In the medical field, resilience is a concept often discussed in the context of children and adolescents. There is much discussion around understanding pediatric growth trajectories and assessing their various domains later in life. These domains include cognitive function, academic abilities and social adaptations.
With a growing interest in geriatrics, I began to wonder what resilience looks like for elderly patients, who unlike children, present their life trajectories to physicians much later. This is perhaps challenging and even uncomfortable to discuss for those who perceive resilience as a long-term goal — overcoming significant barriers in order to improve over time. Resilience may not seem as relevant for elderly patients who may be nearing the end of their lives.
How would resilience for an 85-year-old look different from a 7-year-old?
Can an elderly patient with Alzheimer’s disease who no longer has capacity to give informed consent show resilience?
How about a chronically ill patient on their deathbed?
I first confronted these questions as an undergraduate at Dartmouth when I joined Recollections, a choir composed of patients with dementia, their caregivers and student volunteers. On Saturday mornings, we met in the Howe Library in Downtown Hanover. Gathered around coffee and baked goods, we would exchange greetings. We sat in three rows and practiced familiar songs such as You are My Sunshine, Blue Skies and New York, New York. Once a song started playing, even patients who once seemed stoic started to mumble the lyrics. By the end of each song, the room was always filled with laughter, clapping and even impromptu dancing.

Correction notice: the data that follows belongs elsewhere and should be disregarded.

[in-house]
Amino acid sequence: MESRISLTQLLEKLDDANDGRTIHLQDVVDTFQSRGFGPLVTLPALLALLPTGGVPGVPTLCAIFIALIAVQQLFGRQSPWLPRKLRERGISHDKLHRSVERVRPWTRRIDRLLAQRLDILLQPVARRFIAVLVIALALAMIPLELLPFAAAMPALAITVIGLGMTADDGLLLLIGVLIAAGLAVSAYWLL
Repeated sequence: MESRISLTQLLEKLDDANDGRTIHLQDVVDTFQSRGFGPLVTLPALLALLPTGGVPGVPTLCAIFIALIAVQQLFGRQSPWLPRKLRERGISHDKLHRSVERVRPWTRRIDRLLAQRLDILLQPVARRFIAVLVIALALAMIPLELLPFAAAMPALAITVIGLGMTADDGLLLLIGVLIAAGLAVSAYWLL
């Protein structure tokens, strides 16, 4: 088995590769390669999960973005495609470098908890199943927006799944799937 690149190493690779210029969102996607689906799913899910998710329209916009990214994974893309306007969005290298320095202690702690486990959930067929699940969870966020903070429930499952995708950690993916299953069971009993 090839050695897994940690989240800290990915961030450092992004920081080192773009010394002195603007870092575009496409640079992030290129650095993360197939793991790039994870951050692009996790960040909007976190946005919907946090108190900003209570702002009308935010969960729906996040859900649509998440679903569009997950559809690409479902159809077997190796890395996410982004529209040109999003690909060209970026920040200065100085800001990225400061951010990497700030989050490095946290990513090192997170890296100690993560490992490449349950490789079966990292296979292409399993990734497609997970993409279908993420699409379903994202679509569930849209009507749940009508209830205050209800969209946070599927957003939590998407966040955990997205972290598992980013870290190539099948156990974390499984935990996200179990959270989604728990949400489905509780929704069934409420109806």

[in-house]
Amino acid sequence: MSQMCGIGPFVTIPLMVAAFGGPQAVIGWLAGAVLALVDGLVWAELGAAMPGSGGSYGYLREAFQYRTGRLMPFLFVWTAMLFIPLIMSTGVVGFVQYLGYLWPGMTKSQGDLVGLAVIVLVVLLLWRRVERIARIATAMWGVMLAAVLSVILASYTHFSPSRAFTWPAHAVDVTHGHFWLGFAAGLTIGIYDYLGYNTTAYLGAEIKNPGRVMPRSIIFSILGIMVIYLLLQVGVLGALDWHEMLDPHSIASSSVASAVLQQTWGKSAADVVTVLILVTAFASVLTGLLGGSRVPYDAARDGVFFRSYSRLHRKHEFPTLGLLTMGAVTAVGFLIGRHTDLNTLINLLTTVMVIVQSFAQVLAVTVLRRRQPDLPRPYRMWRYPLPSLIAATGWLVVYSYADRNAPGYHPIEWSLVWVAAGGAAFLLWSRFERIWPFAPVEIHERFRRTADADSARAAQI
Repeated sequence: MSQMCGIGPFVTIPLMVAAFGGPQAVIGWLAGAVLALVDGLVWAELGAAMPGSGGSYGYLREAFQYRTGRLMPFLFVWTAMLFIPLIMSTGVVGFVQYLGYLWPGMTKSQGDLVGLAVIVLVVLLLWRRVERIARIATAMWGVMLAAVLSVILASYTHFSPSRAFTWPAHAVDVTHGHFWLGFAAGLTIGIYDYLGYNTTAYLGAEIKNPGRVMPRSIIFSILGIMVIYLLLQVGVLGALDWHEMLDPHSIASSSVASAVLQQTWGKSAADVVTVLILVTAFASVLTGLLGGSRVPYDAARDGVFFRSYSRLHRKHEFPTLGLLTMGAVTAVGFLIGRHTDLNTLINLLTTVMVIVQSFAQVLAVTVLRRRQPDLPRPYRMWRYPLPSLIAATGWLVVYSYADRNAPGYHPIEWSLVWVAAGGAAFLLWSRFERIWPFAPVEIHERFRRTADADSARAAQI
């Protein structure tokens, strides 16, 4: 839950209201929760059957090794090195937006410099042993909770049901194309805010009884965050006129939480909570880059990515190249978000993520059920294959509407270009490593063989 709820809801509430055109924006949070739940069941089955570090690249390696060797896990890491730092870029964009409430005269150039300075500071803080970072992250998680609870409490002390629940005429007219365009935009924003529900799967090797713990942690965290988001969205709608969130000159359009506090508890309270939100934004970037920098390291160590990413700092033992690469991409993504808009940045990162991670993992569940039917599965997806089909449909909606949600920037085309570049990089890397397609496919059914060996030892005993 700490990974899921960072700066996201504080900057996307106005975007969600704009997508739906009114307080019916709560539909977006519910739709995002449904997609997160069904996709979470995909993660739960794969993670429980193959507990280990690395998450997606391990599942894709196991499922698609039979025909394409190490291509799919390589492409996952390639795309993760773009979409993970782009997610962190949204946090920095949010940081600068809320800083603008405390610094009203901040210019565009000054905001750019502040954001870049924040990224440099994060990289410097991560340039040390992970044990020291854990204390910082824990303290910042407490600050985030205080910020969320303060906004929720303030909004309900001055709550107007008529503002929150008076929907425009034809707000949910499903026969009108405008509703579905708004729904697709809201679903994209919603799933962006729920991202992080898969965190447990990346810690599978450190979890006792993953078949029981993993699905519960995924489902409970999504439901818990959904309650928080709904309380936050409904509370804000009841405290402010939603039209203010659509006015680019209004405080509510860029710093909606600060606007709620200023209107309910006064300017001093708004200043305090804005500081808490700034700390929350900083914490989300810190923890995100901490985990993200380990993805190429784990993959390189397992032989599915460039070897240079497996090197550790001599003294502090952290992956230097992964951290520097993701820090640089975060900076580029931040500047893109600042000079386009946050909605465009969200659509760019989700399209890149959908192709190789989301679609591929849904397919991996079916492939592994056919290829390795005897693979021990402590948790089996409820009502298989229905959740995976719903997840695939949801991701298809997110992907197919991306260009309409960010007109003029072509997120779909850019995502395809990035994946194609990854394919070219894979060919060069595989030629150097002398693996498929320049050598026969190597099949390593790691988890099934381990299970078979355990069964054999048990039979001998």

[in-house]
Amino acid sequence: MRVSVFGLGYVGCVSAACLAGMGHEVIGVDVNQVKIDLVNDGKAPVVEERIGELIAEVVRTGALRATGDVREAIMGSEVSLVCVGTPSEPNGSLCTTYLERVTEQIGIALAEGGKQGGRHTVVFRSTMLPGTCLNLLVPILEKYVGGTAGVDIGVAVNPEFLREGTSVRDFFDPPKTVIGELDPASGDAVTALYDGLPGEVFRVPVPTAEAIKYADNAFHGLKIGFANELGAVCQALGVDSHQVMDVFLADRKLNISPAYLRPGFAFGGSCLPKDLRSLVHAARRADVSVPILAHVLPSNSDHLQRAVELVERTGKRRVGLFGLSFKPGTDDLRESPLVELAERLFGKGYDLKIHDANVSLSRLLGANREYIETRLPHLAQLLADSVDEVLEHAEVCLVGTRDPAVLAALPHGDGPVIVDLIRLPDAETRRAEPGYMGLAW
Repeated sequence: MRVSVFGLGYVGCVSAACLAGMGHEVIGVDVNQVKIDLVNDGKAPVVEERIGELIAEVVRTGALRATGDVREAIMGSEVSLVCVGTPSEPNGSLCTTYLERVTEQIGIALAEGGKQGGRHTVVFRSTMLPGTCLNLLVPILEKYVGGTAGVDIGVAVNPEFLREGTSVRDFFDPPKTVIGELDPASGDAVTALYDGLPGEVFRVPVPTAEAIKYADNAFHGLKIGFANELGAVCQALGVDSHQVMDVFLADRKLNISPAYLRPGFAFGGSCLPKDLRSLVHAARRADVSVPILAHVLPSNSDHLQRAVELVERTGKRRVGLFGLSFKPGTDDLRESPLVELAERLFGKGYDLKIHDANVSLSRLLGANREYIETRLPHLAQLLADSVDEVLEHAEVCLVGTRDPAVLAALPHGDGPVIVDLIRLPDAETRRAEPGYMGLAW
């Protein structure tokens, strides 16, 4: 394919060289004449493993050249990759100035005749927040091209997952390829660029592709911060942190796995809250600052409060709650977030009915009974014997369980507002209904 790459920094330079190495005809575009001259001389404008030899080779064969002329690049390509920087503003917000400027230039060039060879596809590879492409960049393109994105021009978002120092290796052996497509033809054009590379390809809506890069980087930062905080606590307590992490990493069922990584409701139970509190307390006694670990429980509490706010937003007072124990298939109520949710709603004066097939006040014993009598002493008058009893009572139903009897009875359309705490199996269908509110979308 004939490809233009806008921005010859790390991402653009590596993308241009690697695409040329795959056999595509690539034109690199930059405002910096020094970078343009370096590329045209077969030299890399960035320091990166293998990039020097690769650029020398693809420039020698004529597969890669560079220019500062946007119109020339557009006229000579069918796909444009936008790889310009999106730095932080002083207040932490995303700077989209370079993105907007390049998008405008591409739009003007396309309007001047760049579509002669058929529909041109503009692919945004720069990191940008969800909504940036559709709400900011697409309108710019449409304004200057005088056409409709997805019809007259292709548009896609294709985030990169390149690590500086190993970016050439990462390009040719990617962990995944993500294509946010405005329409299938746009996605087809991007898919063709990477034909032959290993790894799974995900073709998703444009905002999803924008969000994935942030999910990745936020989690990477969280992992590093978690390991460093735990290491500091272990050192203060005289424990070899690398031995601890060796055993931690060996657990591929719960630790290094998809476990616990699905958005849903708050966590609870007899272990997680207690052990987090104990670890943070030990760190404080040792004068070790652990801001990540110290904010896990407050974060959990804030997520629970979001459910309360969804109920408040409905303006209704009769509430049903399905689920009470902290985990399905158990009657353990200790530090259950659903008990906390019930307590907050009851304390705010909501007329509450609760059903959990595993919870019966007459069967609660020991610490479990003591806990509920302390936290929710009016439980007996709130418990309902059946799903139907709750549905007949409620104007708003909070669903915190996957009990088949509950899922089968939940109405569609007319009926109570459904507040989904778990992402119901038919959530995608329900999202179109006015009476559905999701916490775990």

Next to me were elderly patients with dementia who were continually battling with chronic conditions. However, they were living and cherishing each moment with their loved ones. What blossomed between each line of every song was courage and strength that extended beyond the limitations imposed by their diagnosis. In these moments, I came to understand that resilience in the elderly does not have to be about long-term improvements. Rather, resilience can manifest in the present in the form of joy and a sense of connection. Having agency over fleeting moments like these, no matter how small, can be significant enough to maintain meaning and purpose in patients and their loved ones’ lives.
After returning to Dartmouth for medical school, I continued to serve elderly populations as a volunteer for the Dartmouth Centers for Health and Aging. I worked with nursing home residents living with dementia and helped them complete the Physician Order for Life Sustaining Treatment (POLST). First published in 2019, the POLST form is a standardized medical order that is designed to honor the wishes of chronically ill patients through the end of life. Compared to Advance Directives, POLST includes more specific orders regarding end-of-life care. Given that the patients in the nursing home no longer had the capacity to make medical decisions, we called their designated family members to elicit patients’ wishes and put them into writing.